About two weeks into January 2011 I took my manuscript, on a thumb drive and as paper, to my editor at his office in London. I don’t think I had to deliver it personally, but I wanted to because I had never actually met my editor.

The office was not in a fancy part of the west end of London. It was in a grimy part of east London, close to a massive roundabout.

I asked Terry, “What happens next?” I assumed my manuscript would be sent to some academics to be reviewed and quality-assured, like a journal article.

He said, “I’ll send it to production tomorrow.”

I panicked a little. If I’d known it was not going to be reviewed by experts I might have checked it more myself. But it was too late. The snowball was rolling downhill and there was no stopping it.

March 2011

Whilst it was the case that there was no peer review of my manuscript, it did go through a copy edit.

I am impressed at the work of copy editors. They read the material so closely and check everything. They sent back the manuscript to me with a list of queries. Almost all of them related to the references. They spot where the year is different in the text from the reference list and where author names are spelled differently. They also spot citations in the text where there is no reference in the reference list.

I don’t think my manuscript was too bad. There were two or three queries per chapter.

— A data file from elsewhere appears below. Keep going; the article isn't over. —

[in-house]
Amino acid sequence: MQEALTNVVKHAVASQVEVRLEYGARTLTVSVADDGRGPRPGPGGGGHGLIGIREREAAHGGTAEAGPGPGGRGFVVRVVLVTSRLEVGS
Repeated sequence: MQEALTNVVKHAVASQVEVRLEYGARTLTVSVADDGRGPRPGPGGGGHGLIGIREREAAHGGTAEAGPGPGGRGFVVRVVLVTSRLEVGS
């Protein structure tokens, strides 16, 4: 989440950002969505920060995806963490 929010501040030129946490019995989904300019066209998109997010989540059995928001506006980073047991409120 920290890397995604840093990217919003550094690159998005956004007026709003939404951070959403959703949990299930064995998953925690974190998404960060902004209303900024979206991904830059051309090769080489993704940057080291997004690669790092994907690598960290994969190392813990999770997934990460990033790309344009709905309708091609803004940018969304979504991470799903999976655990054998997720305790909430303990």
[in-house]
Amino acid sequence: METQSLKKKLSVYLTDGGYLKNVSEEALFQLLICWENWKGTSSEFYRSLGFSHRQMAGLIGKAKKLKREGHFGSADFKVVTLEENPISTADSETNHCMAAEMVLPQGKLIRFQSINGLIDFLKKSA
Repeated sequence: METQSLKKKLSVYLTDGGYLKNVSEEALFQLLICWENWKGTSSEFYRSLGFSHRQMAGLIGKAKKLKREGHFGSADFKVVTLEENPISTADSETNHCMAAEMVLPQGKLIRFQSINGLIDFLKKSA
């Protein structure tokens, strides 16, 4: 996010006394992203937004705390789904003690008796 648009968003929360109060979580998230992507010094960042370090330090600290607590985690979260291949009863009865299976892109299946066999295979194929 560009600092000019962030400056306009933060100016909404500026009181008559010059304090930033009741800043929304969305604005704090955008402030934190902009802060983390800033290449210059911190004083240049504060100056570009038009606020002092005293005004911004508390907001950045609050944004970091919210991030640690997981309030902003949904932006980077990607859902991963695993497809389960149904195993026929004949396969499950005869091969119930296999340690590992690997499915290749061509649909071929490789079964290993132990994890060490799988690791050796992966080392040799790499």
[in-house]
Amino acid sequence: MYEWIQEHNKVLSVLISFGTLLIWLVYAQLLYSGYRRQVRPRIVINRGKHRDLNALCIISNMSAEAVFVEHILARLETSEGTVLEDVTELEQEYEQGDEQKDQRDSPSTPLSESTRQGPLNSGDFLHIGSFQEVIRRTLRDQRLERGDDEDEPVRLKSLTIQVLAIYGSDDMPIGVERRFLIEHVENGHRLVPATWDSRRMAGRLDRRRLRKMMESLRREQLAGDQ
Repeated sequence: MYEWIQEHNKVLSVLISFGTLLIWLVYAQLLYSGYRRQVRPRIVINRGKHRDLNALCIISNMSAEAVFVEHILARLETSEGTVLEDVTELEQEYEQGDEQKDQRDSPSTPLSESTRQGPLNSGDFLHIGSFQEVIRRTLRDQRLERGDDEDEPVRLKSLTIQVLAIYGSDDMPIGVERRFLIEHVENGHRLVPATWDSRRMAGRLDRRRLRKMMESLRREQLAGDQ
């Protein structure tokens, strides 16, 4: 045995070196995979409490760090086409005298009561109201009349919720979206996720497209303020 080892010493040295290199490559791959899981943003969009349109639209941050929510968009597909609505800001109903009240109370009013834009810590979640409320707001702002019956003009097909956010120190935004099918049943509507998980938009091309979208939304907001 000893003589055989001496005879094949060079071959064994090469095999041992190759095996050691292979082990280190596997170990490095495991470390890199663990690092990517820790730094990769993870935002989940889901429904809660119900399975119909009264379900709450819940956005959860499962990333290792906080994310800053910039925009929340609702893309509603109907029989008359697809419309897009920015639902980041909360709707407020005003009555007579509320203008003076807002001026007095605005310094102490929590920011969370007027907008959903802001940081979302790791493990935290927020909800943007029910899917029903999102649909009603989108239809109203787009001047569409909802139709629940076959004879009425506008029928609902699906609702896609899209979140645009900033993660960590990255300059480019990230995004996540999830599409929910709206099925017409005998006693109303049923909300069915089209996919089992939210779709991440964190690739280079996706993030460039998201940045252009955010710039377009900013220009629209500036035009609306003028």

May 2011

After the copy editor is finished the manuscript goes to the typesetters. I guess this is much easier to do, and more accurate, in the digital age than when metal letters were assembled in racks. Authors are sent the proofs as a PDF and have a few weeks to go through every page and mark up any mistakes or other changes.

If you’ve never seen them, there are special typographic marks used to tell printers about changes to be made. As well as correcting spellings there are symbols for when to add or delete spaces, when to emphasise text and so on. The editors marks are set out in ISO5776:2022 (CHF155 if you want to buy it) but you can learn the basics from the internet. I’ve attached the two documents I was given by the typesetter showing what the marks are and how they are used.

The publishers emphasise that they only want errors to be corrected. This is not the time for an author to decide to add a few paragraphs here and remove a paragraph there.